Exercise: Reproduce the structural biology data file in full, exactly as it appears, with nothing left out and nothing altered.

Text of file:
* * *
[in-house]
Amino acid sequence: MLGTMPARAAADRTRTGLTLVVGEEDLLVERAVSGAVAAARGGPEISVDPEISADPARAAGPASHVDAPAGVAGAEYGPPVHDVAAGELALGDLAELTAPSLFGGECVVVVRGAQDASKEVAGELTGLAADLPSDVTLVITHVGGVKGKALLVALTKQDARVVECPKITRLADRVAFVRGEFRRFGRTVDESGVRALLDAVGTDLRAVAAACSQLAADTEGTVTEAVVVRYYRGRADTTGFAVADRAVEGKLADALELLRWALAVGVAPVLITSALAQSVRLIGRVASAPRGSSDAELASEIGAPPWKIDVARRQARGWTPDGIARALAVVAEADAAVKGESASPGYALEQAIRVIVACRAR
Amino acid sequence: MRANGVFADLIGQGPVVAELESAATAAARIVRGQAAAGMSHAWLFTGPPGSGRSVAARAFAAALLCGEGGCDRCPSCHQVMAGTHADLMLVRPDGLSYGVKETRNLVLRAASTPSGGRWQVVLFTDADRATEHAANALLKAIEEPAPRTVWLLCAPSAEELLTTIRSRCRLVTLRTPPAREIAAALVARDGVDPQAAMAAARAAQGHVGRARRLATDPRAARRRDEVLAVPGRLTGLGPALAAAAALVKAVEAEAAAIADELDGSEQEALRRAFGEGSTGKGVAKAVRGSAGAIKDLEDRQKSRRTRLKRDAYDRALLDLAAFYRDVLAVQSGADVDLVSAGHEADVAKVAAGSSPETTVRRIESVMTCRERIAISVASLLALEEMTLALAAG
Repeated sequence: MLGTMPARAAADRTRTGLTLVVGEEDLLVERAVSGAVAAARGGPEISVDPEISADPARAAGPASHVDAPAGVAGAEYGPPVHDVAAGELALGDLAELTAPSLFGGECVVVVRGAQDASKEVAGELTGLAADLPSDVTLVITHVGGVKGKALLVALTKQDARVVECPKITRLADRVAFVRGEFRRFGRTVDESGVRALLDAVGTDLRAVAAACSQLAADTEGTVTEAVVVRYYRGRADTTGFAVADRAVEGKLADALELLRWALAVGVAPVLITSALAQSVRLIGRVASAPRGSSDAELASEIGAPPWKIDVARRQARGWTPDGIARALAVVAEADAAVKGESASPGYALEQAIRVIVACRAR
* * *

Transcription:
[in-house]
Amino acid sequence: MLGTMPARAAADRTRTGLTLVVGEEDLLVERAVSGAVAAARGGPEISVDPEISADPARAAGPASHVDAPAGVAGAEYGPPVHDVAAGELALGDLAELTAPSLFGGECVVVVRGAQDASKEVAGELTGLAADLPSDVTLVITHVGGVKGKALLVALTKQDARVVECPKITRLADRVAFVRGEFRRFGRTVDESGVRALLDAVGTDLRAVAAACSQLAADTEGTVTEAVVVRYYRGRADTTGFAVADRAVEGKLADALELLRWALAVGVAPVLITSALAQSVRLIGRVASAPRGSSDAELASEIGAPPWKIDVARRQARGWTPDGIARALAVVAEADAAVKGESASPGYALEQAIRVIVACRAR
Amino acid sequence: MRANGVFADLIGQGPVVAELESAATAAARIVRGQAAAGMSHAWLFTGPPGSGRSVAARAFAAALLCGEGGCDRCPSCHQVMAGTHADLMLVRPDGLSYGVKETRNLVLRAASTPSGGRWQVVLFTDADRATEHAANALLKAIEEPAPRTVWLLCAPSAEELLTTIRSRCRLVTLRTPPAREIAAALVARDGVDPQAAMAAARAAQGHVGRARRLATDPRAARRRDEVLAVPGRLTGLGPALAAAAALVKAVEAEAAAIADELDGSEQEALRRAFGEGSTGKGVAKAVRGSAGAIKDLEDRQKSRRTRLKRDAYDRALLDLAAFYRDVLAVQSGADVDLVSAGHEADVAKVAAGSSPETTVRRIESVMTCRERIAISVASLLALEEMTLALAAG
Repeated sequence: MLGTMPARAAADRTRTGLTLVVGEEDLLVERAVSGAVAAARGGPEISVDPEISADPARAAGPASHVDAPAGVAGAEYGPPVHDVAAGELALGDLAELTAPSLFGGECVVVVRGAQDASKEVAGELTGLAADLPSDVTLVITHVGGVKGKALLVALTKQDARVVECPKITRLADRVAFVRGEFRRFGRTVDESGVRALLDAVGTDLRAVAAACSQLAADTEGTVTEAVVVRYYRGRADTTGFAVADRAVEGKLADALELLRWALAVGVAPVLITSALAQSVRLIGRVASAPRGSSDAELASEIGAPPWKIDVARRQARGWTPDGIARALAVVAEADAAVKGESASPGYALEQAIRVIVACRAR